Park City approves $64 million Treasure buyout
Park City leaders on Thursday night approved an agreement to acquire the Treasure land in a $64 million deal, a purchase that must now be put to voters to raise the eight-figure sum needed to finalize what would be, by a wide margin, the most expensive conservation purchase in the history of City Hall’s lauded open space program.
The Park City Council’s unanimous vote was anticipated. It was the elected officials themselves who negotiated the acquisition of the hotly disputed land. The nearly 105 acres are located on a hillside overlooking Old Town along the route of the Town Lift. The land is under the ownership of the Treasure partnership, consisting of the Sweeney family and a firm called Park City II, LLC. The Sweeney family was the historic owner of the land and later sold a 50 percent stake to Park City II, LLC, which is led by a businesswoman named Elizabeth Rad.
The partnership has spent more than a decade in discussions with the Park City Planning Commission about a development proposal encompassing approximately 1 million square feet. There has been opposition to the proposal throughout the discussions as critics worried about issues like traffic increases, the size of the buildings and the required excavation. Park City’s elected leadership intervened in the late stages of the Planning Commission discussions to reach the $64 million agreement. The Planning Commission at the time appeared to be preparing to cast a vote against the project.
The City Council on Thursday approved a purchase and sale agreement as well as a settlement agreement, which addresses the steps that would occur should voters reject the ballot measure and the partnership returns to the Planning Commission to continue the discussions about the development proposal.
“This is what the bulk of the public wants,” Mayor Andy Beerman said just before the City Council cast the vote, to applause.
City Hall must forward a $6 million payment to the partnership as a result of the action on Thursday. The sum would be put toward the acquisition if the ballot measure passes in November funding the rest of the deal. The $6 million would be used to reduce Treasure by 10 percent if voters reject the ballot measure.
The elected officials in the spring and early summer will hold detailed discussions about the financing of the deal. The ballot measure is expected to be priced at between $50 million and $55 million. The City Council during the upcoming budget talks will consider alternatives for the remainder, including shifting funds from capital projects like a planned plaza in the Brew Pub lot on Main Street.
City Hall estimates a successful $50 million ballot measure would result in a $200 increase in taxes annually on a primary residence valued at $768,000. A vacation home or commercial property with the same value would be charged an additional $364 annually, according to City Hall. A successful $55 million ballot measure would cost the owner of a primary residence with the same value $220 annually while the annual increase would be $399 on a vacation home or commercial property valued at $768,000. The bond is anticipated to be repaid over a 15-year span.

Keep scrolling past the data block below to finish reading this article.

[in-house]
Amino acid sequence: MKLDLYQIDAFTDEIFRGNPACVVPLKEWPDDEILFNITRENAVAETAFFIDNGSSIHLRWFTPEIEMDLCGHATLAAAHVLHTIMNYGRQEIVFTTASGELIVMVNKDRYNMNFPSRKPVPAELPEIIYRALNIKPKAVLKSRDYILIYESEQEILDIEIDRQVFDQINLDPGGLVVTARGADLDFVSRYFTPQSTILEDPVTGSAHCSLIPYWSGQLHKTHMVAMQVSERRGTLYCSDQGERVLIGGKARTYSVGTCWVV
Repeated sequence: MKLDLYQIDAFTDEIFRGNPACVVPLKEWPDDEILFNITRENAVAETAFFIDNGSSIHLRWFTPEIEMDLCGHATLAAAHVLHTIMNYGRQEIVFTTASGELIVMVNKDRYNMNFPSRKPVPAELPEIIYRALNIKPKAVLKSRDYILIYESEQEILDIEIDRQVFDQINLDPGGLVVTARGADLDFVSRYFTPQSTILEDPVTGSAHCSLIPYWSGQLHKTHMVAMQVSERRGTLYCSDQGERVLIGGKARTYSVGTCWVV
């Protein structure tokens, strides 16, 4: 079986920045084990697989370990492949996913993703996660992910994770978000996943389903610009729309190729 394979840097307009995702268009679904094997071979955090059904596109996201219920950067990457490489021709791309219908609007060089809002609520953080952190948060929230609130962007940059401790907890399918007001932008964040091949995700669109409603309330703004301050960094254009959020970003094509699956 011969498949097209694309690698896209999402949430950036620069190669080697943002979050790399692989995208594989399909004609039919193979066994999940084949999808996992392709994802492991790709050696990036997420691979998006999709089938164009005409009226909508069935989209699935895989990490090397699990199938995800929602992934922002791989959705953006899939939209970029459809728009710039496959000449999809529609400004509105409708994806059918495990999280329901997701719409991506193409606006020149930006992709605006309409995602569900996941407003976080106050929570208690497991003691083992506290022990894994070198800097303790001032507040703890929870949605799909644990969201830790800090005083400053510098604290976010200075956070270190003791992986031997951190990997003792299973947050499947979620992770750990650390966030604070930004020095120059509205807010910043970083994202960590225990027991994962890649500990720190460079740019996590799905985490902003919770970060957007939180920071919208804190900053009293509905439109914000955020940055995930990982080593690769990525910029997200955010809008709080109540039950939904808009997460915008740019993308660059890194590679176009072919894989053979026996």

The elected officials received testimony in support of the decision to put the acquisition to voters. The mayor, in a departure from typical City Council chambers decorum, allowed applause. He normally prohibits applause in an effort to ensure others in the room who may not agree with the majority are not intimidated.
“So much gratitude and appreciation by all parties involved,” said Brian Van Hecke, a leader in the opposition to the Treasure development proposal.
Van Hecke said an acquisition would uphold Park City values like preserving open space and creating a sustainable community. He compared Treasure to Bonanza Flat, the high-altitude land in Wasatch County that City Hall led the efforts to protect for conservation purposes. Van Hecke said a Treasure acquisition would be beneficial decades into the future. He acknowledged, though, the Treasure price tag is a “big ask” of the community.
The Treasure ballot measure is almost certain to enliven the election season in Park City. There are no Park City elected offices on the ballot in November, meaning that voters in the city may concentrate on Treasure alongside the county, state and federal contests. It seems likely the backers of the acquisition will rally in an organized fashion in support of the ballot measure’s passage. They appear to be crafting arguments centered on what they see as community-wide benefits should the land be acquired, including the preservation of one of Park City’s most visible hillsides. But there have been hints of opposition recently as well as critics concentrate on the tax increase.
Park City in the 1990s approved development on the Park City Mountain Resort parking lots, rights that would transfer to the new owner if the land is sold.